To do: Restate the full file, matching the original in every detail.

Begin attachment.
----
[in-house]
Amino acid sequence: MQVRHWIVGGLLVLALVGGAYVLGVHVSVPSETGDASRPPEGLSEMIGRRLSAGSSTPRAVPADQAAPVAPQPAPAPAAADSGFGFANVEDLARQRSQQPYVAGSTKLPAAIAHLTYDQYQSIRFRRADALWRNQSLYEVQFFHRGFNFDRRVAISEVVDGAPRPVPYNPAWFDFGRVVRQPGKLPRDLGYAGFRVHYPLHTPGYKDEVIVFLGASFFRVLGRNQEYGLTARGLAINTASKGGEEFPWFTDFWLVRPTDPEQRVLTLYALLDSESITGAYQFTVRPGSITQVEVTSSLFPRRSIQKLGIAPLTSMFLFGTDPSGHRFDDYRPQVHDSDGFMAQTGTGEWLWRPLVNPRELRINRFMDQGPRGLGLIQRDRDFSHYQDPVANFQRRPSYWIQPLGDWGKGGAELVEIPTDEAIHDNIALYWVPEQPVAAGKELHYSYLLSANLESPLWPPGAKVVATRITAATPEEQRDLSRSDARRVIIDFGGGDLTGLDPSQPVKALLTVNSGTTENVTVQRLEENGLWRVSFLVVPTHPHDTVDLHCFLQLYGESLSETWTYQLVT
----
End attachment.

[in-house]
Amino acid sequence: MQVRHWIVGGLLVLALVGGAYVLGVHVSVPSETGDASRPPEGLSEMIGRRLSAGSSTPRAVPADQAAPVAPQPAPAPAAADSGFGFANVEDLARQRSQQPYVAGSTKLPAAIAHLTYDQYQSIRFRRADALWRNQSLYEVQFFHRGFNFDRRVAISEVVDGAPRPVPYNPAWFDFGRVVRQPGKLPRDLGYAGFRVHYPLHTPGYKDEVIVFLGASFFRVLGRNQEYGLTARGLAINTASKGGEEFPWFTDFWLVRPTDPEQRVLTLYALLDSESITGAYQFTVRPGSITQVEVTSSLFPRRSIQKLGIAPLTSMFLFGTDPSGHRFDDYRPQVHDSDGFMAQTGTGEWLWRPLVNPRELRINRFMDQGPRGLGLIQRDRDFSHYQDPVANFQRRPSYWIQPLGDWGKGGAELVEIPTDEAIHDNIALYWVPEQPVAAGKELHYSYLLSANLESPLWPPGAKVVATRITAATPEEQRDLSRSDARRVIIDFGGGDLTGLDPSQPVKALLTVNSGTTENVTVQRLEENGLWRVSFLVVPTHPHDTVDLHCFLQLYGESLSETWTYQLVT